If the New York, London and Milan catwalks were anything to go by, the beloved shade-du-jour, millennial pink, isn’t going away anytime soon.


From fuchsia silks at Roksanda and dusty ruffles at Erdem to peachy hues at Mary Katrantzou and Molly Goddard, prepare for a season of rose-tinted love.

Glitter fiends will be delighted to hear that lashings of Studio 54 sequins slid their way into a number of collections this season.


Inaugurated at Tom Ford and Marc Jacobs with glitter-drenched gowns and iridescent sleeves, the trend was fully cemented into the sartorial sphere by none other than Gucci, who revived the globular tack variation by employing it on sweatshirts in a collection inspired by Elton John – Alessandro Michele seldom shies away from the demure.

With a perennial preference for all things sparkly (remember those silver boots?) expect to see this sparkling trend championed in by Saint Laurent.


Romance is making a catwalk comeback too, and we’re not talking the “boy-meets-girl” romcom narrative kind that perpetuates a Richard Curtis film.


Think wallpaper florals at Prada and tulle skirting at Temperley London, set to epitomise modern elegance by accentuating and flattering the feminine form.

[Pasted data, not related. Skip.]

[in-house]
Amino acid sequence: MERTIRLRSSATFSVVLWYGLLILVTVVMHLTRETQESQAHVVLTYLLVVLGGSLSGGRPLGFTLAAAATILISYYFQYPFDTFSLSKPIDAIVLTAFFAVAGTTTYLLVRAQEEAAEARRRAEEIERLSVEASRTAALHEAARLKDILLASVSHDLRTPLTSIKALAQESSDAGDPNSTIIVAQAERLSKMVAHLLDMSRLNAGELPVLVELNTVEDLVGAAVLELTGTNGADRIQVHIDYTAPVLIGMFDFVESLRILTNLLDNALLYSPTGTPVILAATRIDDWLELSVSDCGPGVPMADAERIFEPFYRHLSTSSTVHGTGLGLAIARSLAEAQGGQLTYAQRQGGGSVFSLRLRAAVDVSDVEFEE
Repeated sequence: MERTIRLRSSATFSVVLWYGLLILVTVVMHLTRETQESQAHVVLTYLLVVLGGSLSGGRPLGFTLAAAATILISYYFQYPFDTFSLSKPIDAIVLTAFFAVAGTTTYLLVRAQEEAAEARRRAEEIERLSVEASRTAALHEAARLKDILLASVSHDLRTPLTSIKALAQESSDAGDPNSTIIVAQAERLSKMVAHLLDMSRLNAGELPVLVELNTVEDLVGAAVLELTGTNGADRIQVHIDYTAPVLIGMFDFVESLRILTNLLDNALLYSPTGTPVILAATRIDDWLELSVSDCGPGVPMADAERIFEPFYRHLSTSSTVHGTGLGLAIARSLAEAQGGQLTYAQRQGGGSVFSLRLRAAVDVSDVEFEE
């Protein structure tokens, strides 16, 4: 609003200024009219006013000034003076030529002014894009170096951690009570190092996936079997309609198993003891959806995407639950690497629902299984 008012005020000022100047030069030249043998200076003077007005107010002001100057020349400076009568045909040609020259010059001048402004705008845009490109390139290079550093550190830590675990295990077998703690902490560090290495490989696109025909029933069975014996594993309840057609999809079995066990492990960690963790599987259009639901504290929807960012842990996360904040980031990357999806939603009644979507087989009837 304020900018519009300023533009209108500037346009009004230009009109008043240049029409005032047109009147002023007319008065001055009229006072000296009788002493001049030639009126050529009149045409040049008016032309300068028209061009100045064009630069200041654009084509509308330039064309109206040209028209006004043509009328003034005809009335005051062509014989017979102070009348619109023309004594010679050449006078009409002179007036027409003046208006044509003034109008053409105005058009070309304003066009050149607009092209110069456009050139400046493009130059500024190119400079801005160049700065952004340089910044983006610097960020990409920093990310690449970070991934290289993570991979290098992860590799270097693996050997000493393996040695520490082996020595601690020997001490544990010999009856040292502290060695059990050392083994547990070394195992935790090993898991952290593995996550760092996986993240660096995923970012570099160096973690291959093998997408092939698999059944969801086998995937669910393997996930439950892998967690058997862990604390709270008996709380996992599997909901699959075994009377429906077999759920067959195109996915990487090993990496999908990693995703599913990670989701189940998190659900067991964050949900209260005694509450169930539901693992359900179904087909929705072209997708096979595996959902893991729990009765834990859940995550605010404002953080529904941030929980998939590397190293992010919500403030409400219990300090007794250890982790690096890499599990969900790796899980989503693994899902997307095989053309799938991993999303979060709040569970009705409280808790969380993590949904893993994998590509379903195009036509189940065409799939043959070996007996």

The Frow


The Paris shows always boast the starriest of frow-ers.


From the Kardashian clan migrating from Bel Air to Balmain to the French cool-girls like Caroline de Maigret frequenting the frow at Isabel Marant and Commes Des Garcons (whose distinctive aesthetic was deemed so monumental that it set the entire theme for last year’s Met Gala).

Dior tends to boost the most A-listers, with Rihanna, Kate Moss, Sienna Miller and Karlie Kloss all making a stylish appearance last year.


However, fashion’s recent changing of the guards will bring a whole new host of faces to the front row, mostly thanks to the appointment of Edward Enninful, who succeeded Alexandra Shulman as editor of British Vogue in July.


Expect to see him sitting catwalk-side along with BFF – and Vogue’s contributing editor – Naomi Campbell, and Venetia Scott, his newly appointed fashion director.